The Business Analyst plays “Truth or Dare.” Does Dare accept the challenge of an impossible task and possibly discover hidden opportunity or accept the conventional truth and bypass the challenge?
In the game Truth or Dare, a player either responds to a question by telling the truth or is dared to complete a difficult task. Often, the Business Analyst is caught in a game of Truth or Dare when asking a question about a specific task. The stakeholder responds either by reciting a litany of reasons they believe to be true why this process is impossible, demanding that the process bypass this step, or daring the BA to undertake a task that is perceived impossible to complete. The stakeholders will have many excuses for avoiding the task; two most common are: “we tried it before and failed” or “it’s too hard.” Everyone is aware of a problem, but could there a solution no one has thought of? Often the difference between problem and solution is the mental state. A savvy Business Analyst recognizes these impossible tasks can be mined for hidden gems of opportunity for improving the business process and willingly accepts the dare!
In Business Analysis, use a decision process to identify if this task is worth investigating by following these steps:
- Define the goal.
- Identify the barriers.
- Identify and review alternatives.
- Select a solution.
The problem is only a problem because there is some desired goal that cannot be met. Begin with defining the objective so that relates it to both the business as well as to the process under review. If the goal does not meet both criteria, then the decision is simple: the goal is out of scope and no further investigation is necessary. However, if the goal is both related to the business and the process, then the goal is in scope and a solution should be sought.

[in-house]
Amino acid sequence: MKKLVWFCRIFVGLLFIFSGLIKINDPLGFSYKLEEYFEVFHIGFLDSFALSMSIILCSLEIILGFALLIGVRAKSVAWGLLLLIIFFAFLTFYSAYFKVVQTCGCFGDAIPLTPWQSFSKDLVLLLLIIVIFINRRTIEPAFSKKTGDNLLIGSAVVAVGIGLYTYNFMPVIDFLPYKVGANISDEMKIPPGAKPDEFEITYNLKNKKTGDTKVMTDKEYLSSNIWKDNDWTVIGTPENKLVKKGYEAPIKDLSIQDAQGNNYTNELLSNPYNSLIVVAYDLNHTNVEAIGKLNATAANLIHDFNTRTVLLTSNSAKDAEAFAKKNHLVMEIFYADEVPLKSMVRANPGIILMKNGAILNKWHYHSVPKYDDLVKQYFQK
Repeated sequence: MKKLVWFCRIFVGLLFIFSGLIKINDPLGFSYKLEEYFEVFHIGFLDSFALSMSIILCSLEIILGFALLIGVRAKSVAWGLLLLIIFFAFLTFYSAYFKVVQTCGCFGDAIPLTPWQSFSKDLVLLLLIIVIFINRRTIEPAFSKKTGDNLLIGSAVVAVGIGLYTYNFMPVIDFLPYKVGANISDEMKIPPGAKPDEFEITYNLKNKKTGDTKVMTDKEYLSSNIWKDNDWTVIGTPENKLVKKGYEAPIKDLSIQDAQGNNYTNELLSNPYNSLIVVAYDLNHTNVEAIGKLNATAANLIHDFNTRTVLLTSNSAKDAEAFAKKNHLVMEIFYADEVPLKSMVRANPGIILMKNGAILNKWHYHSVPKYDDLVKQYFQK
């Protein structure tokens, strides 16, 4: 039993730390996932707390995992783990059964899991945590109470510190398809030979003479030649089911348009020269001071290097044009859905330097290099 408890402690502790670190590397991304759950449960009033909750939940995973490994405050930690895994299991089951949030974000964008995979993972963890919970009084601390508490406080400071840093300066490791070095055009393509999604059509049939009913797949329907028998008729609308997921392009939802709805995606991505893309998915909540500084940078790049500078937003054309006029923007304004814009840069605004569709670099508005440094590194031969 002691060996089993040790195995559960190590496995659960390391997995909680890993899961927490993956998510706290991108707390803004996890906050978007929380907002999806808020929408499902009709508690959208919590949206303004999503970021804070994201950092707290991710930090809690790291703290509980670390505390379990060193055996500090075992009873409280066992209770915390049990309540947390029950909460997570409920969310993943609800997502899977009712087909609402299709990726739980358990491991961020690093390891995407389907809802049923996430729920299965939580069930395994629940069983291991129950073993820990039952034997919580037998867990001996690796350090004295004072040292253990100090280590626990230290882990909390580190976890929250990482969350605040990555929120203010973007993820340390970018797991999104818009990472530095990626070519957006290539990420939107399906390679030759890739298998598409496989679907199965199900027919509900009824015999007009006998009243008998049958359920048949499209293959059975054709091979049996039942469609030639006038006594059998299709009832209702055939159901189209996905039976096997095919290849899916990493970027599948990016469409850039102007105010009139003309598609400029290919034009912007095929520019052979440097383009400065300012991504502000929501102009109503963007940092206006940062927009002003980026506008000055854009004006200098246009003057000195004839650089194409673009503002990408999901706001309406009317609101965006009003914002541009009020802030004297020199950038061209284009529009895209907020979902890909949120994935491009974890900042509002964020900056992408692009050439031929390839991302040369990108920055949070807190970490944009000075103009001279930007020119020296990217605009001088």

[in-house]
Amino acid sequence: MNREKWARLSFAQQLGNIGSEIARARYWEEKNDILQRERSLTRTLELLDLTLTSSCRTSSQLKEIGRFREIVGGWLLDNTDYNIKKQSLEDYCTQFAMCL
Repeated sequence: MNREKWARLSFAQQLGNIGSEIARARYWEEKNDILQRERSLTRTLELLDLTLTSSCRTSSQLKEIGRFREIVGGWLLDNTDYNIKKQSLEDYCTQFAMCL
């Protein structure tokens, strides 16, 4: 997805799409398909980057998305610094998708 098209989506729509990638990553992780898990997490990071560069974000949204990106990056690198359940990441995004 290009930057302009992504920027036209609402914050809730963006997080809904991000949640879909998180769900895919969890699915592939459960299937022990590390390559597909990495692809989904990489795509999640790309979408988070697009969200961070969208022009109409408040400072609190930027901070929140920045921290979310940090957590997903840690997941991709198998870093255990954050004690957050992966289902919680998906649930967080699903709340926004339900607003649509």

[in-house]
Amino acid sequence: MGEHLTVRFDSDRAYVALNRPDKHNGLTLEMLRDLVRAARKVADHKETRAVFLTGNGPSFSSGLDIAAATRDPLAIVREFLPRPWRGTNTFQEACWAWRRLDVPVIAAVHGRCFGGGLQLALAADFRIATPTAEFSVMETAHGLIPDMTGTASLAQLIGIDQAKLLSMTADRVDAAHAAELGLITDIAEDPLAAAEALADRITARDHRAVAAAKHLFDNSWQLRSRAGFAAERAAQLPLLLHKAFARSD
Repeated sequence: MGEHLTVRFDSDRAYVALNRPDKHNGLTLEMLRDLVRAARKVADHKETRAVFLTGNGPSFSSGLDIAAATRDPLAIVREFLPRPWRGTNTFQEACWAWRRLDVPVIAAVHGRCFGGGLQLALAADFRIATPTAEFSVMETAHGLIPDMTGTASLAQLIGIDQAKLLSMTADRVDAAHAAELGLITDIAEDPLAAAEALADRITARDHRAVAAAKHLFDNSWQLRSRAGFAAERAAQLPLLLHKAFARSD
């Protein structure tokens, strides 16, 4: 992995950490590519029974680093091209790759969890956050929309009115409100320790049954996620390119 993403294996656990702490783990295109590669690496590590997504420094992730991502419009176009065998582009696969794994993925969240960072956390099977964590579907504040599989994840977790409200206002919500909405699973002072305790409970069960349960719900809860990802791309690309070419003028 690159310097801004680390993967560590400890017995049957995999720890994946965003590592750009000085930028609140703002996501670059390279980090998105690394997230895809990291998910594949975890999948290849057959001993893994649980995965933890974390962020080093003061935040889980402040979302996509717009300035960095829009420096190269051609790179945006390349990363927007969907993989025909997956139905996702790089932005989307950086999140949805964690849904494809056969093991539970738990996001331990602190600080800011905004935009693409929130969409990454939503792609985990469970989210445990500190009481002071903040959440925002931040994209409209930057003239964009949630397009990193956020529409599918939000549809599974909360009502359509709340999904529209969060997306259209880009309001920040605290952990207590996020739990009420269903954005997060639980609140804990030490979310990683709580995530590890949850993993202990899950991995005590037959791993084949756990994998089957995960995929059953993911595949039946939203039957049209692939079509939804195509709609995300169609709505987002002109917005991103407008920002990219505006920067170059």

Analyze the gap between the “as is” and the “to be.” What, specifically, is preventing the current process from becoming the future process? This is the list of barriers.
Decompose the major barriers; be careful not to sabotage your effort by listing every minor impediment. View the barriers realistically, there are some problems with obstacles so great they cannot be overcome. If the task truly is impossible, document the reasons. Policies, regulations, and attitudes can change over time. The task may be insurmountable today, but conditions could change next year.
Alternative Identification and Review
Identifying and reviewing alternatives is an iterative cycle; begin reviewing alternative review as soon as possible. One option will be rejected only to be replaced with a new option. It is critical to ensure every alternative meets the goal definition; do not be distracted by solving unrelated issues. Also, do not be a victim of tunnel vision and generate only one or two alternatives, be willing to explore many ideas. The alternative does not have to be solved at once but it may be a candidate for a phased implementation. For each alternative develop the:
- Cost and Benefits